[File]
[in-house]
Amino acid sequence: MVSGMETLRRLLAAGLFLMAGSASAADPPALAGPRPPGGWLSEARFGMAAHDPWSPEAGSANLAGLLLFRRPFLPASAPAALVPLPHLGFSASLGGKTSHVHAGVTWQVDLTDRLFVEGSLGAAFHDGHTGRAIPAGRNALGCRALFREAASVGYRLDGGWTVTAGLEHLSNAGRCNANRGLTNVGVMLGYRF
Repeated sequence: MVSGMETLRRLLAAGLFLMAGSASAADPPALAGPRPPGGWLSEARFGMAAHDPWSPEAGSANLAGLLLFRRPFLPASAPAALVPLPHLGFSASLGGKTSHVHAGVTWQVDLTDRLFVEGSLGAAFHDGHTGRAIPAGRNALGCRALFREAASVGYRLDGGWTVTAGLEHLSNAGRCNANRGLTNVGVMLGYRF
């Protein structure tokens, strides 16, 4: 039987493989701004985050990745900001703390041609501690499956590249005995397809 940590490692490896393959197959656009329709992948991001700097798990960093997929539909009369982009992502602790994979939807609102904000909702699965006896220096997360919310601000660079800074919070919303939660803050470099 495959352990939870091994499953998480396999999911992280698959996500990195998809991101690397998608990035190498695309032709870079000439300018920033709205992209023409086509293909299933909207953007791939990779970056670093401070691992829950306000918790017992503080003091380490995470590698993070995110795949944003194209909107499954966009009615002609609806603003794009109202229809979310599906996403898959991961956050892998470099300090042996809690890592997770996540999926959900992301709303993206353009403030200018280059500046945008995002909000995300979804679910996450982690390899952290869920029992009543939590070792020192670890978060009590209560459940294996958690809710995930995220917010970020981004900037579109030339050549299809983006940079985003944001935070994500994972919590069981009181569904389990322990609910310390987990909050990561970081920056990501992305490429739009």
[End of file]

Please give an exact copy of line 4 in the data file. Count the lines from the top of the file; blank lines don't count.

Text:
């Protein structure tokens, strides 16, 4: 039987493989701004985050990745900001703390041609501690499956590249005995397809 940590490692490896393959197959656009329709992948991001700097798990960093997929539909009369982009992502602790994979939807609102904000909702699965006896220096997360919310601000660079800074919070919303939660803050470099 495959352990939870091994499953998480396999999911992280698959996500990195998809991101690397998608990035190498695309032709870079000439300018920033709205992209023409086509293909299933909207953007791939990779970056670093401070691992829950306000918790017992503080003091380490995470590698993070995110795949944003194209909107499954966009009615002609609806603003794009109202229809979310599906996403898959991961956050892998470099300090042996809690890592997770996540999926959900992301709303993206353009403030200018280059500046945008995002909000995300979804679910996450982690390899952290869920029992009543939590070792020192670890978060009590209560459940294996958690809710995930995220917010970020981004900037579109030339050549299809983006940079985003944001935070994500994972919590069981009181569904389990322990609910310390987990909050990561970081920056990501992305490429739009």